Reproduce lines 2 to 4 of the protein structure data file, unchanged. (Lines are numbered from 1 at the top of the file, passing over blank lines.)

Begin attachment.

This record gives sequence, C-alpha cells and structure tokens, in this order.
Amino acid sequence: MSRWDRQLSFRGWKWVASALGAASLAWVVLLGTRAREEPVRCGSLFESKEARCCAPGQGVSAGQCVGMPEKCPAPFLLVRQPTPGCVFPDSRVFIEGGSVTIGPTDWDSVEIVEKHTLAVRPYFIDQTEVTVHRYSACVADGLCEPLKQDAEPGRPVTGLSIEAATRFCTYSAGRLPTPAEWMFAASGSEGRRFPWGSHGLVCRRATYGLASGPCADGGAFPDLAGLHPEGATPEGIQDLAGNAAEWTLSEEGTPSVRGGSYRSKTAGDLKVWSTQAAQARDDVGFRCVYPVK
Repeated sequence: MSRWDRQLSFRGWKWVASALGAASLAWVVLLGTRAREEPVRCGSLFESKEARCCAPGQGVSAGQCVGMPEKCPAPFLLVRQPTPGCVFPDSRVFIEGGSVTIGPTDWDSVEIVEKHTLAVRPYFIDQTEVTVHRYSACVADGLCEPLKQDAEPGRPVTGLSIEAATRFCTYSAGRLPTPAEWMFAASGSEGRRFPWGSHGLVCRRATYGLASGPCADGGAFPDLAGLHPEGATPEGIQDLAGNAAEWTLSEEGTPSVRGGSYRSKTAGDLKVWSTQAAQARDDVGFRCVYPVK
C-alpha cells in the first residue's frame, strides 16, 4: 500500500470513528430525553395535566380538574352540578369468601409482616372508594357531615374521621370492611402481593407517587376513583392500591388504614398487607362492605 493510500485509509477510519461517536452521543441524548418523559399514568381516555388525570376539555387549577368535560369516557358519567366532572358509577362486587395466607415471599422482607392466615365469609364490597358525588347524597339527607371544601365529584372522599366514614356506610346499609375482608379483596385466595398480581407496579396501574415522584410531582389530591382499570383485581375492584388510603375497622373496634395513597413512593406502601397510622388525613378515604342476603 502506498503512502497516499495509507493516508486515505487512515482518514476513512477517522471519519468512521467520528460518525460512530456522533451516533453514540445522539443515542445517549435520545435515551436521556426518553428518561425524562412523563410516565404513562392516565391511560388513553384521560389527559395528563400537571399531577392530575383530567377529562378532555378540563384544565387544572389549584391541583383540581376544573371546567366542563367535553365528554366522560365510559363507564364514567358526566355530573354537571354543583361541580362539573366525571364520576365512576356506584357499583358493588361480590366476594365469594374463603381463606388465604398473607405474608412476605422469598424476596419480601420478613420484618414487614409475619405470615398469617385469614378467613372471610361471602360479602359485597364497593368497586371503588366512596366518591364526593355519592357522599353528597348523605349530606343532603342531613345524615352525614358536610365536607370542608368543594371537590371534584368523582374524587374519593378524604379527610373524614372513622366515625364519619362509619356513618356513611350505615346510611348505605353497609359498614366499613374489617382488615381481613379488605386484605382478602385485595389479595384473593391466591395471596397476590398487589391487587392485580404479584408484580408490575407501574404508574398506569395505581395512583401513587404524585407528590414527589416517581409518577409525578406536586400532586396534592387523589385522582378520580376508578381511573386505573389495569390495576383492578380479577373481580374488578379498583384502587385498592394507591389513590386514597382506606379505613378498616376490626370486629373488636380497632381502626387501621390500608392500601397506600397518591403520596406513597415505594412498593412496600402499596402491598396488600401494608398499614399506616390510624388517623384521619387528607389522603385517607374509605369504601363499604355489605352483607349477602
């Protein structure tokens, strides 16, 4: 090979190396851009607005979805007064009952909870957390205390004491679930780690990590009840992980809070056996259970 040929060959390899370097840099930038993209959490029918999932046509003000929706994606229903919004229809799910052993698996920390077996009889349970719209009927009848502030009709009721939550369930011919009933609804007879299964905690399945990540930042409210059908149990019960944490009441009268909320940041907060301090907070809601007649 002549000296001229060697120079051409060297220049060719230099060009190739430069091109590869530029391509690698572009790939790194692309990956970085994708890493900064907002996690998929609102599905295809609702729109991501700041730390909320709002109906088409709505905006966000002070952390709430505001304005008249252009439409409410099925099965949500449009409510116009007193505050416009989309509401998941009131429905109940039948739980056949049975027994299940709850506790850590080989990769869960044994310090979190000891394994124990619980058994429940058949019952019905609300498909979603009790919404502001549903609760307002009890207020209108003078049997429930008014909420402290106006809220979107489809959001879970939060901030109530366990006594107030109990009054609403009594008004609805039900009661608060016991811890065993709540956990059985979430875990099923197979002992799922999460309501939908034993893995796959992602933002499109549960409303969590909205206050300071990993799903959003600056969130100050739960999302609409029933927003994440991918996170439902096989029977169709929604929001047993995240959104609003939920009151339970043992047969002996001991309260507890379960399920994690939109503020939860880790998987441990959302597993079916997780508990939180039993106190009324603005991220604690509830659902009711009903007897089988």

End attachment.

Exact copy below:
Amino acid sequence: MSRWDRQLSFRGWKWVASALGAASLAWVVLLGTRAREEPVRCGSLFESKEARCCAPGQGVSAGQCVGMPEKCPAPFLLVRQPTPGCVFPDSRVFIEGGSVTIGPTDWDSVEIVEKHTLAVRPYFIDQTEVTVHRYSACVADGLCEPLKQDAEPGRPVTGLSIEAATRFCTYSAGRLPTPAEWMFAASGSEGRRFPWGSHGLVCRRATYGLASGPCADGGAFPDLAGLHPEGATPEGIQDLAGNAAEWTLSEEGTPSVRGGSYRSKTAGDLKVWSTQAAQARDDVGFRCVYPVK
Repeated sequence: MSRWDRQLSFRGWKWVASALGAASLAWVVLLGTRAREEPVRCGSLFESKEARCCAPGQGVSAGQCVGMPEKCPAPFLLVRQPTPGCVFPDSRVFIEGGSVTIGPTDWDSVEIVEKHTLAVRPYFIDQTEVTVHRYSACVADGLCEPLKQDAEPGRPVTGLSIEAATRFCTYSAGRLPTPAEWMFAASGSEGRRFPWGSHGLVCRRATYGLASGPCADGGAFPDLAGLHPEGATPEGIQDLAGNAAEWTLSEEGTPSVRGGSYRSKTAGDLKVWSTQAAQARDDVGFRCVYPVK
C-alpha cells in the first residue's frame, strides 16, 4: 500500500470513528430525553395535566380538574352540578369468601409482616372508594357531615374521621370492611402481593407517587376513583392500591388504614398487607362492605 493510500485509509477510519461517536452521543441524548418523559399514568381516555388525570376539555387549577368535560369516557358519567366532572358509577362486587395466607415471599422482607392466615365469609364490597358525588347524597339527607371544601365529584372522599366514614356506610346499609375482608379483596385466595398480581407496579396501574415522584410531582389530591382499570383485581375492584388510603375497622373496634395513597413512593406502601397510622388525613378515604342476603 502506498503512502497516499495509507493516508486515505487512515482518514476513512477517522471519519468512521467520528460518525460512530456522533451516533453514540445522539443515542445517549435520545435515551436521556426518553428518561425524562412523563410516565404513562392516565391511560388513553384521560389527559395528563400537571399531577392530575383530567377529562378532555378540563384544565387544572389549584391541583383540581376544573371546567366542563367535553365528554366522560365510559363507564364514567358526566355530573354537571354543583361541580362539573366525571364520576365512576356506584357499583358493588361480590366476594365469594374463603381463606388465604398473607405474608412476605422469598424476596419480601420478613420484618414487614409475619405470615398469617385469614378467613372471610361471602360479602359485597364497593368497586371503588366512596366518591364526593355519592357522599353528597348523605349530606343532603342531613345524615352525614358536610365536607370542608368543594371537590371534584368523582374524587374519593378524604379527610373524614372513622366515625364519619362509619356513618356513611350505615346510611348505605353497609359498614366499613374489617382488615381481613379488605386484605382478602385485595389479595384473593391466591395471596397476590398487589391487587392485580404479584408484580408490575407501574404508574398506569395505581395512583401513587404524585407528590414527589416517581409518577409525578406536586400532586396534592387523589385522582378520580376508578381511573386505573389495569390495576383492578380479577373481580374488578379498583384502587385498592394507591389513590386514597382506606379505613378498616376490626370486629373488636380497632381502626387501621390500608392500601397506600397518591403520596406513597415505594412498593412496600402499596402491598396488600401494608398499614399506616390510624388517623384521619387528607389522603385517607374509605369504601363499604355489605352483607349477602